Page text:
Defense: First, know the points of connoisseurship for the item you want to buy. Then, read the listing carefully. If the description doesn’t provide the level of detail you need (like dimensions, weight, finishes, etc.) then message the seller and ask for specifics. If the seller is slow to respond or can’t provide specifics, don’t buy the item.

2. The photo scam: In this deception, a seller will list a desirable item, use descriptive keywords in the title, and post a clear picture. Buried within the item description is a mention that the offering is for a photograph of the item rather than the actual item. It is only when you have taken delivery that you discover you have paid a very high price for a photograph. I’m not sure which is harder to believe: that someone would perpetrate this scam or that someone would fall for it. It happens, though, as this clip from “Judge Judy” shows:

Defense: Again, read the listing carefully. Is the item listed in the correct category? Does the shipping weight look right? If the item is expensive, insist that it be shipped “signature required,” and if the weight doesn’t seem right when you lift the box, or if the box is the wrong size, don’t sign for it; refuse delivery.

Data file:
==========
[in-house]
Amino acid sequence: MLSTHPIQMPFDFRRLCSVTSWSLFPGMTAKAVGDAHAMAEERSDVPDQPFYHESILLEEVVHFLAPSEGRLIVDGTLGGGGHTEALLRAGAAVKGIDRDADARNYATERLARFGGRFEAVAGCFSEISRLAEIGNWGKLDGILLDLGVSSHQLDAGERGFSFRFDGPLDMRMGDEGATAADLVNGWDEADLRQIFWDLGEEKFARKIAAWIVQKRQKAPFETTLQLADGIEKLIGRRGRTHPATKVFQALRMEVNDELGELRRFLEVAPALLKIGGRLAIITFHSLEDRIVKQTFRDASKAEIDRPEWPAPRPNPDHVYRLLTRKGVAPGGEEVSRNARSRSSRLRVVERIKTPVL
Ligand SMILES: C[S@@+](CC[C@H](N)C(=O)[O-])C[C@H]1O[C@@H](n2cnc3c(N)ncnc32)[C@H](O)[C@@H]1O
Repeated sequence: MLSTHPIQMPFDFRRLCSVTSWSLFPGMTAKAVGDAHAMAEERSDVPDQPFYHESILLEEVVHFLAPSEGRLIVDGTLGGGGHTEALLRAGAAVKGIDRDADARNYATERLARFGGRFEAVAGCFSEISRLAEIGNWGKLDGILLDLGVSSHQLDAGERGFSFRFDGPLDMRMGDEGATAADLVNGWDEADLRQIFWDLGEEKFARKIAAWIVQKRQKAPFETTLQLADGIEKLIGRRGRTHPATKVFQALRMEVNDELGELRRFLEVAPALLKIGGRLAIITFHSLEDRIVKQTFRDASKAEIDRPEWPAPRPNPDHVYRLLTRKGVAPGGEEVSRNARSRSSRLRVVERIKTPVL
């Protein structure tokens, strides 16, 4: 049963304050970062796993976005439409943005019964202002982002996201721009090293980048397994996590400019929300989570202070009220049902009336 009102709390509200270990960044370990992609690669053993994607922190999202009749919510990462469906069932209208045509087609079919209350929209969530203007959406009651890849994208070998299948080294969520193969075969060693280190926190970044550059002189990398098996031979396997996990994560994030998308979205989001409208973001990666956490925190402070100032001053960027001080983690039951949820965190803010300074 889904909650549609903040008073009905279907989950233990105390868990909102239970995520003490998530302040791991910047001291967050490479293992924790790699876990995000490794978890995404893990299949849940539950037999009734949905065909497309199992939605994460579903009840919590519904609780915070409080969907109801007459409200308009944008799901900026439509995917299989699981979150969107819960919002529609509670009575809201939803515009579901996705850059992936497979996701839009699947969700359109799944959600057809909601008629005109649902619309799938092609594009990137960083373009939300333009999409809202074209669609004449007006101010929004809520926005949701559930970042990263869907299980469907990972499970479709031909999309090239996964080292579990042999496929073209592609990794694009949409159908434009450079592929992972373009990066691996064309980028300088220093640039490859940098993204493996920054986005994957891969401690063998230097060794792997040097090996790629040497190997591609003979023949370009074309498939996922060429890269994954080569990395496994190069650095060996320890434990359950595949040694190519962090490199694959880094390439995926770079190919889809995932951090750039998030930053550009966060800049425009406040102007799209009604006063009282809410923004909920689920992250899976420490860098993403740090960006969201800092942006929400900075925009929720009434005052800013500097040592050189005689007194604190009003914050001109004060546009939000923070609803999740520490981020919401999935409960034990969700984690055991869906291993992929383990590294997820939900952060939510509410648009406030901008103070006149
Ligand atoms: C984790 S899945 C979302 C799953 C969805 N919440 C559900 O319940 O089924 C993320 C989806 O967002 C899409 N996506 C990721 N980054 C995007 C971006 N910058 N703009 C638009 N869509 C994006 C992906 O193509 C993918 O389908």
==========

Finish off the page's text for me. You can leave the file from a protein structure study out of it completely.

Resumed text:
3. The condition scam: This deceit is of particular concern to collectors. To execute it, a seller intentionally overstates the condition of an item. For most collectibles, there are no explicit evaluation standards. Some collectibles – stamps, coins, and vinyl records, for example – may have published standards, but even those vary among experts. Honest disagreements between buyers and sellers over an item’s condition are common.